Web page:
Tagging and Rating Movies in the Knowledge Panel
Google has often used its mobile Knowledge Panel as a means towards engrossing and engaging users. As part of this pattern, Google gave users the ability to rate/describe movies with a new tag voting option. The new feature introduced in July allows users to describe a movie via tags. Users can vote for the tags that best describe the film or suggest a new one. Again, the story here is Google’s continued focus on a highly engaged mobile experience.
Menu Tabs & Other Locations Now in Local Panels
The tabs format within Local Panels on mobile was introduced in June. Along these lines, July saw Google introduce a separate menu tab for selected eateries.
This was not the only change to Local Panels. July also saw Google running a carousel that lists a business’s other locations.
For the SERP It Is A Changing
Like the “times” according to the 1964 Bob Dylan song, the Google SERP is changing. The headline stories for July were of course the changes in SERP feature data trends (HTTPS, AMP, etc.). However, if you really want to understand Google, to see the direction it wants to head in, the changes and additions to its SERP features are far more telling in my opinion.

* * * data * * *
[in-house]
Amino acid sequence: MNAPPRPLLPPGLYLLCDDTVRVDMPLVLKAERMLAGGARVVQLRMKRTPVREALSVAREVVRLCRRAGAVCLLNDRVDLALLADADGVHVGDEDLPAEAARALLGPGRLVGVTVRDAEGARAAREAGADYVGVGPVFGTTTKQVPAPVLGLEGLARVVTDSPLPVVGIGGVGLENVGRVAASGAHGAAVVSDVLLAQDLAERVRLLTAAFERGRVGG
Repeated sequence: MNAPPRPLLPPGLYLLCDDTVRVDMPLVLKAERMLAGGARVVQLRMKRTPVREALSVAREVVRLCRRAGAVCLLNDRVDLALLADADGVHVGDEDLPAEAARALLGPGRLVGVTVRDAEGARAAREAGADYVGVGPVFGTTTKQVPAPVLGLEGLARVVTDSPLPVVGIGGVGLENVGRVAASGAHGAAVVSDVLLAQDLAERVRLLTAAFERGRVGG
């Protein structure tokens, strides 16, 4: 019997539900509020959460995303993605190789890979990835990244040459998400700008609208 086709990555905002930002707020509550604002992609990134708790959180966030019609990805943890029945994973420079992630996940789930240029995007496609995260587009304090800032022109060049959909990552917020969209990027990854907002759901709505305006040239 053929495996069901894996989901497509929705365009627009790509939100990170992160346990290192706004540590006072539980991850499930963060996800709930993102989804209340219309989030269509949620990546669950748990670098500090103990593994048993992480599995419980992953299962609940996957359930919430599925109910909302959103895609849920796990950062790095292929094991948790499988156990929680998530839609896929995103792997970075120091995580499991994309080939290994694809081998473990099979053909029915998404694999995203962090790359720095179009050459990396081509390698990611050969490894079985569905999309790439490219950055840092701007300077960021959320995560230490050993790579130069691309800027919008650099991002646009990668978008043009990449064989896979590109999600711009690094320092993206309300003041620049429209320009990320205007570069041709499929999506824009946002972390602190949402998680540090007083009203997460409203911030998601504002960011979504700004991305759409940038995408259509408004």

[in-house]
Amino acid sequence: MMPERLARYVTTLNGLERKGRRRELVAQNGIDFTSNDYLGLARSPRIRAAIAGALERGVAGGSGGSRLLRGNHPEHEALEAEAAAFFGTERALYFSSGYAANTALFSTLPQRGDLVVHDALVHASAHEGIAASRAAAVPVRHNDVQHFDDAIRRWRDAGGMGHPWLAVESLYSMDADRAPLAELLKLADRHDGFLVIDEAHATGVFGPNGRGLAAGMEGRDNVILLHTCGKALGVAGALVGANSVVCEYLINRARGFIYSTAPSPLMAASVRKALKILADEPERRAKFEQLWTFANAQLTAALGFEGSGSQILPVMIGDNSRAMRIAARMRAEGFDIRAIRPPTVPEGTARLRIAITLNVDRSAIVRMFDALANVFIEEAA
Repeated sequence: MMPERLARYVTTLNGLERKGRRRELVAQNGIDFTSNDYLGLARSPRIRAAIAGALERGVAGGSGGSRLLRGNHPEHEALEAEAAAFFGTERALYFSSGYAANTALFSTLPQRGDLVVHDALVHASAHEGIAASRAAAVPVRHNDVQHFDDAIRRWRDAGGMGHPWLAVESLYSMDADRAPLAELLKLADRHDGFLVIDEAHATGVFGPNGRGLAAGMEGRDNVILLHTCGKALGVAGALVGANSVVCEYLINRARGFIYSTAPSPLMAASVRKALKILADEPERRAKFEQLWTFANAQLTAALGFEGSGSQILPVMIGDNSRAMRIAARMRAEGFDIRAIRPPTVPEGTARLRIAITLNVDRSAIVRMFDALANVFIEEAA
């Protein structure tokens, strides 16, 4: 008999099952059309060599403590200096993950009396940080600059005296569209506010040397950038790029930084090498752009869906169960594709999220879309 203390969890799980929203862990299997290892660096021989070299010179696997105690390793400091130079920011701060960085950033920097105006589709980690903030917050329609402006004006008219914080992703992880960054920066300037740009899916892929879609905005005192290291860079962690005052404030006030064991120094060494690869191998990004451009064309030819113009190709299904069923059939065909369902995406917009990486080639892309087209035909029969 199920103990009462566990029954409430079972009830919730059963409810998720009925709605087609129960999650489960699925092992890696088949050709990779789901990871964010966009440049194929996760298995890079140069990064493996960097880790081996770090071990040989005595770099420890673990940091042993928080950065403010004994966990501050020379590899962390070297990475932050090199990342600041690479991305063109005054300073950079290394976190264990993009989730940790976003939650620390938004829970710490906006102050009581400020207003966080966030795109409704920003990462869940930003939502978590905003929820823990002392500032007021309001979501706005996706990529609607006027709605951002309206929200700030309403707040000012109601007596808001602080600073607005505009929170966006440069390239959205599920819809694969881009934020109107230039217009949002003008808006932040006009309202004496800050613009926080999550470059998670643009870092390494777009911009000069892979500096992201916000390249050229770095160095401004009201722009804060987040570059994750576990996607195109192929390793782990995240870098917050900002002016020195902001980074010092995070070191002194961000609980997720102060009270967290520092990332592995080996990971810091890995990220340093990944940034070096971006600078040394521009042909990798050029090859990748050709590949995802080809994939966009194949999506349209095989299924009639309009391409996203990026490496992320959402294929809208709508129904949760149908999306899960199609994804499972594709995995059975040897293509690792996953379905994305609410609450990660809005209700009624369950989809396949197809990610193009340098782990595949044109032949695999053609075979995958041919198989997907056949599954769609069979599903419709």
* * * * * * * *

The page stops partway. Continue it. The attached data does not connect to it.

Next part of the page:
Google puts in a lot of effort to spruce up its SERP features and taking note of where and how Google allocates that energy can be more insightful than anything. July was unique in the sheer volume of changes to Google’s SERP features, particularly on mobile. That’s the real story here. Google has, is, and will be going all in when it comes to mobile and it has one goal in mind… keeping users engaged within Google’s own ecosystem. Google knows that the mobile experience is more captivating, that users are more engaged, and as a result Google is fully intent on capturing the magic of mobile. The question is, can Google keep its magic touch as time goes on?